How To Do It

Lie face down, your body supported on your palms and toes. Engage your core to keep your back straight – your body should form a straight line from your shoulders to your heels. Slowly bend your arms until your chest almost touches the ground, then drive back up explosively. Repeat.

You’re Doing: Machine Leg Press

Switch To: Goblet Squat

The leg press is designed to emulate the daddy of all gym moves, the barbell squat. But unlike the free weight version, it doesn’t challenge your core. Which means you can move more weight, but don’t get the total body workout of its much bigger brother. But before you step in the squat cage, you should train the movement with a version that works your abs. “The goblet squat forces you to engage your core to stop folding forward,” says Savage. “The weight helps you squat lower as well.” The deeper you squat, the more muscle fibres you recruit, to spike the hormones that make them grow.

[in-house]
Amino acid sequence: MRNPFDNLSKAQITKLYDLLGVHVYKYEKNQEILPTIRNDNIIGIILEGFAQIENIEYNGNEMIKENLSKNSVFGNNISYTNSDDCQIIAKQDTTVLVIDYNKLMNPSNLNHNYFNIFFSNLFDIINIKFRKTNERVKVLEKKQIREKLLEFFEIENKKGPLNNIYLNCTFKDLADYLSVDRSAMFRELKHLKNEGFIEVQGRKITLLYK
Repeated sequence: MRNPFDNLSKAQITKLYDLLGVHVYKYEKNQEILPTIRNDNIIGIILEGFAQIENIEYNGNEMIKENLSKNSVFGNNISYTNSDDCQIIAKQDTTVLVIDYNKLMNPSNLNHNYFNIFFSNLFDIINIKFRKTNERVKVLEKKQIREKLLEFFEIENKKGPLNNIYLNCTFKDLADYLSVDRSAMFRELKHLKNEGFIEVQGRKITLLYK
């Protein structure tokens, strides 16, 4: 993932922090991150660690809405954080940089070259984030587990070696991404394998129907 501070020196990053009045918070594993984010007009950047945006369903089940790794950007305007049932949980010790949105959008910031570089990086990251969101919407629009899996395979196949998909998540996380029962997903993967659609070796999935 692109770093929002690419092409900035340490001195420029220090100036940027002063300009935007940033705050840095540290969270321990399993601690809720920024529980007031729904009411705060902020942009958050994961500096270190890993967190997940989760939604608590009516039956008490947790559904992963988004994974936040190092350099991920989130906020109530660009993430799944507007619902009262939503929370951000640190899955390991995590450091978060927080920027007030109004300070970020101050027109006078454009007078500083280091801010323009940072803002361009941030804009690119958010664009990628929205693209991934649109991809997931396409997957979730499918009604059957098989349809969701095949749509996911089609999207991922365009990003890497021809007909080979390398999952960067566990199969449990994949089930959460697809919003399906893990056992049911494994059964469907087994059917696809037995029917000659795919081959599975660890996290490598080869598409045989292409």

Goblet Squat

How To Do It

Grab a kettlebell or a dumbbell and hold it with both hands, in front of your chest. Stand with your feet shoulder-width apart, toes rotated slightly outwards. Slowly push your hips back and, keeping your chest up and shoulders back, sink down into a squat. Keep your weight on your heels as you lower your body, pause briefly at the bottom of the movement, then drive explosively back up to standing. Lower slowly and repeat.

You’re Doing: Machine Bicep Curl

Switch To: Seated Dumbbell Curl

The king of the vanity exercises, machine bicep curl is where proper form goes to die. Determined to move as many weight plates as possible, guys lift with everything from shoulders to lower back, mistaking effort for effect. “The dumbbell curl is an isolation exercise,” says Savage. “So it should only work your biceps.” Less is much more. The seated dumbbell curl takes other muscles out of the equation by ensuring your biceps carry the entire load. You’ll have to take an ego hit and lift lighter weights than you’re used to. “Think, if no one else was in the gym, how would I lift?” says Savage. A dose of humility means turbocharged results.